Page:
• Fixed posterior pelvis tilt with hip and knee flexion contractures.
      • Low sitting tolerance or discomfort during normal sitting position;
      • To increase comfort and rest.
  5. Rigid Seat
    • A good base to build additional postural support for the pelvis and hips;
    • More stability than a slung seat. This can be beneficial if a wheelchair user has strong uncontrolled movements or is very heavy.
  6. Rigid Backrest
    • More stability than slung/canvas backrest. This can be beneficial if a wheelchair user has strong uncontrolled movements;
    • Better support for wheelchair users who are taller and heavier and/ or have very floppy trunks

Types of Cushion

Features cover the following questions:

  • From which material cushions are made from;
  • Does the cushion provides pressure relief ;
  • Is it easy to modify the cushion;
  • Is the cushion cover water resistant.

Prescription of PSDs

Introduction

  • Different designs of PSDs are available and many different ways that a wheelchair can be modified to provide a wheelchair user with additional postural support.
  • Several different PSDs are often combined for one wheelchair user to provide the overall support he/she needs.

Definition

Postural support device can be defined as a physical device that gives an additional postural support and it is an important element of intermediate level wheelchair service.

Examples of PSDs are:

  • Seat/Cushion- Pre seat bone shelf, lower seat front (one side), raised seat front, wedge for anterior tilt, build up under pelvis, pelvis side pads, outside thigh wedges, outside thigh pads, inside thigh wedge and knee separator pad
  • Seat and Backrest-Open seat to backrest angle, seat and backrest tilt (tilt in space)
  • Backrest: Rear pelvis pad, Adjust backrest shape, tension adjustable backrest, backrest recline, trunk side pads, trunk side wedges, trunk side pads used with pelvis side pads and moulded back supports
  • Tray: Tray
  • Headrest: Flat headrest and shaped headrest
  • Lower leg supports: Footrest build-ups, footrest wedges, lower leg supports
  • Straps: Pelvis strap, anterior tilt four point strap, calf strap, foot straps-behind the heel, foot straps-around the ankle, foot straps-over the front of the foot and shoulder harness.

Prescription of PSDs-To stabilize the pelvis

  • A number of PSDs are used to provide support to the pelvis.
  • When pelvis is in posterior tilt and/or slides forward, the following PSDs can be used:
    1. Pre seat bone shelf
    2. Rear pelvis pad
    3. Pelvis strap
  • When pelvis in lateral tilt (fixed unlevel pelvis), the following PSD can be used:
    1. A build up under the pelvis.
    2. Pelvis side pads
  • When pelvis moves to one side, pelvis side pads can be used.
  • When pelvis is in anterior tilt (pelvis tilts forward), the following PSD can be used:
    1. A wedge for anterior tilt.
    2. An anterior tilt four-point strap.

Prescription (selection) of PSDs-supporting the hips

  • When one hip cannot bend to neutral sitting posture (trunk to thigh angle is more than 90 degrees), lower seat front on one side can be used.
  • When both hips cannot bend to neutral sitting posture (trunk to thigh angle is more than 90 degrees), an open seat to backrest angle can be used.
  • When one or both hips cannot open to neutral sitting posture (trunk to thigh angle less than 90 degrees), raise of seat front can be used.

Prescription (selection) of PSDs-supporting the trunk

  • To support slumped posture, forward trunk and posterior pelvis tilt. PSDs solutions are:
  1. Pelvis support is provided by pre seat bone shelf, rear pelvis pad, pelvis strap (not always necessary) and pelvis side pads (not always necessary).
  2. Backrest support is provided by adjusting the backrest shape.
  3. Additional support can be provided by tray, shoulder harness and seat and backrest tilt.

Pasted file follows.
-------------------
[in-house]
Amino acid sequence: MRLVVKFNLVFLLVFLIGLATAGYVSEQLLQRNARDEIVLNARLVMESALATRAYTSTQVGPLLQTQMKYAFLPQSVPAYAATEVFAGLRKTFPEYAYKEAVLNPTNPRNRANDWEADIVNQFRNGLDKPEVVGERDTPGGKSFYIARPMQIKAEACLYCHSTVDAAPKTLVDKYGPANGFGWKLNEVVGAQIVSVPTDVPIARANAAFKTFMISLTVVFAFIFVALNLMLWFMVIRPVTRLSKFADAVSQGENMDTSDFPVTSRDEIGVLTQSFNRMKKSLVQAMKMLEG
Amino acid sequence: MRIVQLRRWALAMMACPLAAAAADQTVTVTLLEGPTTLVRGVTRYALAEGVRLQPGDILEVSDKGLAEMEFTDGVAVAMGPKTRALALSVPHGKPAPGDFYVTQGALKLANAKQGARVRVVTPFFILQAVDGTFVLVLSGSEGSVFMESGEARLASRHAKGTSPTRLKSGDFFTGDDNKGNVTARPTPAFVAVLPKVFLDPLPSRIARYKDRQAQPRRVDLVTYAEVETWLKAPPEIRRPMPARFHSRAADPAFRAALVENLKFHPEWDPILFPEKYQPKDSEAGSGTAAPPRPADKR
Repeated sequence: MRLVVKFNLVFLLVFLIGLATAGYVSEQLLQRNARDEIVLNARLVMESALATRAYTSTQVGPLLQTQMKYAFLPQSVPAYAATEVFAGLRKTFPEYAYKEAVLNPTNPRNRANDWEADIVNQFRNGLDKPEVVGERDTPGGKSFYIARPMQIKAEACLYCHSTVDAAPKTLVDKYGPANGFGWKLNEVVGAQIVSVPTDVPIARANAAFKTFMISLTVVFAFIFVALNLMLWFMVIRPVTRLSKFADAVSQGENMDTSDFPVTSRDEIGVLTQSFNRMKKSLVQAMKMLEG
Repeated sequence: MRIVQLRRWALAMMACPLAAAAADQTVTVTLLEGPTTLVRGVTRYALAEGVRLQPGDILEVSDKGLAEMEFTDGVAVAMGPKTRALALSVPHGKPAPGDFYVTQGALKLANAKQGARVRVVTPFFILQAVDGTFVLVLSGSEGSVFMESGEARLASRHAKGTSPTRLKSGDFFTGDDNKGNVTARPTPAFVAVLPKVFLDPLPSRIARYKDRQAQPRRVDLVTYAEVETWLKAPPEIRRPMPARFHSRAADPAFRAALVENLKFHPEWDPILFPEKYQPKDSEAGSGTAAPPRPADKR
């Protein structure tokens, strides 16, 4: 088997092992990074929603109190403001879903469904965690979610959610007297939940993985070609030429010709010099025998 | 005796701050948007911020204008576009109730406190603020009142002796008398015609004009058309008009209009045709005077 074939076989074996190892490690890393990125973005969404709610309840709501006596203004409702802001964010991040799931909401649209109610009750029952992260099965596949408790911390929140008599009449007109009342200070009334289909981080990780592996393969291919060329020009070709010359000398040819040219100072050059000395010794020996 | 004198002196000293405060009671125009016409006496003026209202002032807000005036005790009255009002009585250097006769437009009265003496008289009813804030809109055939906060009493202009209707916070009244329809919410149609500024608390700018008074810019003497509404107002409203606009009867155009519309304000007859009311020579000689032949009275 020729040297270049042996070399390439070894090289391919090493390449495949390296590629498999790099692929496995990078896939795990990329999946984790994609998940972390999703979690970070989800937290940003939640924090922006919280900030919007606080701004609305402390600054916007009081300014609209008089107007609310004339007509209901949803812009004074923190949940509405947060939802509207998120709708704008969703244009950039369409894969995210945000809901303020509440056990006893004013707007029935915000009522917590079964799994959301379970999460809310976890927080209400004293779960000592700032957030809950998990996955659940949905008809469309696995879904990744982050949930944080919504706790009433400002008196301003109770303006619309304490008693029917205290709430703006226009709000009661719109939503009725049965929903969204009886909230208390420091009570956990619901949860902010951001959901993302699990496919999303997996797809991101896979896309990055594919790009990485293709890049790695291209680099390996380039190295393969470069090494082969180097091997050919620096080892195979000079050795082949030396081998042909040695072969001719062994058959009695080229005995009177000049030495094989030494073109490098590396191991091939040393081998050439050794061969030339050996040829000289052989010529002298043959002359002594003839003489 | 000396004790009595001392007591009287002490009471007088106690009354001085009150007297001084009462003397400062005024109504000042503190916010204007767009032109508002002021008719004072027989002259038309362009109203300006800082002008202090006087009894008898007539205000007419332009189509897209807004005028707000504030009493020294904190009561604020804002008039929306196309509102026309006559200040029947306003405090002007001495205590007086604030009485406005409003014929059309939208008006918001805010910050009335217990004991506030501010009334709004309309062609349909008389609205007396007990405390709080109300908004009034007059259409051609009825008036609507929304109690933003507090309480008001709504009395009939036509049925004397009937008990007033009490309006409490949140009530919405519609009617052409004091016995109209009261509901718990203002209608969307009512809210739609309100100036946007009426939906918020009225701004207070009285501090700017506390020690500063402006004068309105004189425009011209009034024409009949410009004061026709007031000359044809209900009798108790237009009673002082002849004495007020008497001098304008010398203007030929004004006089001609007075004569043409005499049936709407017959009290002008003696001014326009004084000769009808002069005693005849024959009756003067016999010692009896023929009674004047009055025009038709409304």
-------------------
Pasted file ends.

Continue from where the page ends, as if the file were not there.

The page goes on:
• To support slumped posture, fixed posterior tilt pelvis and forward curved trunk. PSDs solutions are:
  1. Pelvis support is provided by pre seat bone shelf, rear pelvis pad and opening up the seat to backrest angle and pelvis strap (not always necessary).
  2. Backrest support is provided by backrest recline and adjusting the backrest shape.
  3. Additional support can be provided by tray, shoulder harness and seat and backrest tilt.
  • When trunk leans or falls to one side , PSDs solutions are trunk side wedges and trunk side pads.
  • To support fixed or flexible sideways curve of the spine ,trunk side pads combined with pelvis side pads can be used.

Prescription of PSDs-To support the head and thighs.

  • To support the head , flat headrest and shaped headrest can be used.
  • To support the thighs, when legs are drawn outwards (abducted), the PSDs solutions are outside thigh wedges and outside thigh pads.
  • To support the thighs, when legs drawn inwards (adducted), the PSD solutions are inside thigh wedges and a knee separator pads.

Prescription (selection) of PSDs-supporting lower legs and feet.

  • When one or both knees bend and are fixed less than neutral sitting posture (trunk to thigh angle is more than 90 degrees).The following PSDs solutions are :
  1. Adjust the footrests backwards if possible.
  2. Adjust the angle of foot rests.
  3. Provide a strap.
  4. Shorten the seat lightly if the front of the seat is pushing on the back of the wheelchair.
  5. For a tall wheelchair user consider raising the seat front or tilting the seat and backrest.
  • When one or both knees cannot bend to neutral sitting posture. The following PSDs solutions are:
  1. Provide a standard elevating leg rest.
  2. Adjust the footrest forward.
  3. Consider providing a 3-wheeled wheelchair if available. Add footrests to the top of horizontal centre bar.
  4. Extend footrest forward by adding wood or metal.
  5. Extend the footrest hanger to more forward [2].

Good Practice

References

  1. https://upload.wikimedia.org/wikipedia/commons/9/98/The_work_of_the_American_Hospital_in_Britain%2C_Park_Prewett_Hospital%2C_Basingstoke%2C_Hampshire%2C_February_1941_D2078.jpg
  2. 2.0 2.1 Intermediate Manual Pg-71-104
  3. Participants Manual Basic Pg-50-52
  4. William Armstrong, Johan Borg, Marc Krizack, Alida Lindsley, Kylie Mines, Jon Pearlman, Kim Reisinger, Sarah Sheldon. Guidelines on the Provision of Manual Wheelchairs in Less Resourced Settings. World Health Organization; Geneva: 2008.